The International Archives of the Photogrammetry, Remote Sensing and Spatial Information Sciences
Publications Copernicus
Articles | Volume XL-5/W5
09 Apr 2015
 | 09 Apr 2015


A. N. Tassetti, S. Malaspina, and G. Fabi

Keywords: Artificial reef, multibeam echosounder, bathymetry, scouring, seafloor mapping, bulk volume

Abstract. Artificial reefs (ARs) have become popular technological interventions in shallow water environments characterized by soft seabed for a wide number of purposes, from fisheries/environmental protection and enhancement to research and tourism.

AR deployment has the potential for causing significant hydrographical and biological changes in the receiving environments and, in turn, ARs are strongly affected by the surrounding area in terms of spatial arrangement and structural integrity as well as colonization by benthic communities and finfish.

In this context, ARs require a systematic monitoring program that a multibeam echosounder (MBES) can provide better than other sampling methods such as visual dives and ROV inspections that are not quantitative and often influenced by water visibility and diver experience/skills.

In this paper, some subsequent MBES surveys of the Senigallia scientifically-planned AR (Northern Adriatic Sea) are presented and state-of-the art data processing and visualization techniques are used to draw post-reef deployment comparisons and quantify the evolution of the reef in terms of spatial arrangement and bulk volume.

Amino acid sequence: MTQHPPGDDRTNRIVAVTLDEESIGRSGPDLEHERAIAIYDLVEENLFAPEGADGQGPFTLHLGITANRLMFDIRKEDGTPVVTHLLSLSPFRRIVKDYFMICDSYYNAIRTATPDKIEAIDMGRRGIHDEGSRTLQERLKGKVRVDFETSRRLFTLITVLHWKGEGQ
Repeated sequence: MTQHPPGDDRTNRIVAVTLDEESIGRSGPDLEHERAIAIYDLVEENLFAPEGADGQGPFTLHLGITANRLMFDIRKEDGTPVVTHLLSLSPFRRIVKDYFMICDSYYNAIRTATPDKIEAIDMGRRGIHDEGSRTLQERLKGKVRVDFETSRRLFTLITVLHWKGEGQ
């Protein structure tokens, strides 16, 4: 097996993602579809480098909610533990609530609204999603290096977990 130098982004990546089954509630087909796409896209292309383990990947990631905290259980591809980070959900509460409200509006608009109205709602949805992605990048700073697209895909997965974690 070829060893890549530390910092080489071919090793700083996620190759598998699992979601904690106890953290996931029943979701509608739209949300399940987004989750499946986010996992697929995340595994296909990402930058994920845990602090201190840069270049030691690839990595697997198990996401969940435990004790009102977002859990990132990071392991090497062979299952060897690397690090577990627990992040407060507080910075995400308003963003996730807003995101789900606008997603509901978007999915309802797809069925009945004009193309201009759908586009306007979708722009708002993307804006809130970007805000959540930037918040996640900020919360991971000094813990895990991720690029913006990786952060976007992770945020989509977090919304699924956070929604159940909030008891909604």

These multibeam surveys play a leading part in a general multi-year program, started simultaneously with the AR design and deployment and aimed to map how the reef structure quantitatively changes over time, as well as it affects the sea-bottom morphology and the fishery resource.

All the data, surveyed over years making use of different sampling methods such as visual and instrumental echosounding observations and catch rate surveys, gain a mechanistic and predictive understanding of how the Senigallia AR functions ecologically and physically across spatial and temporal scales during its design life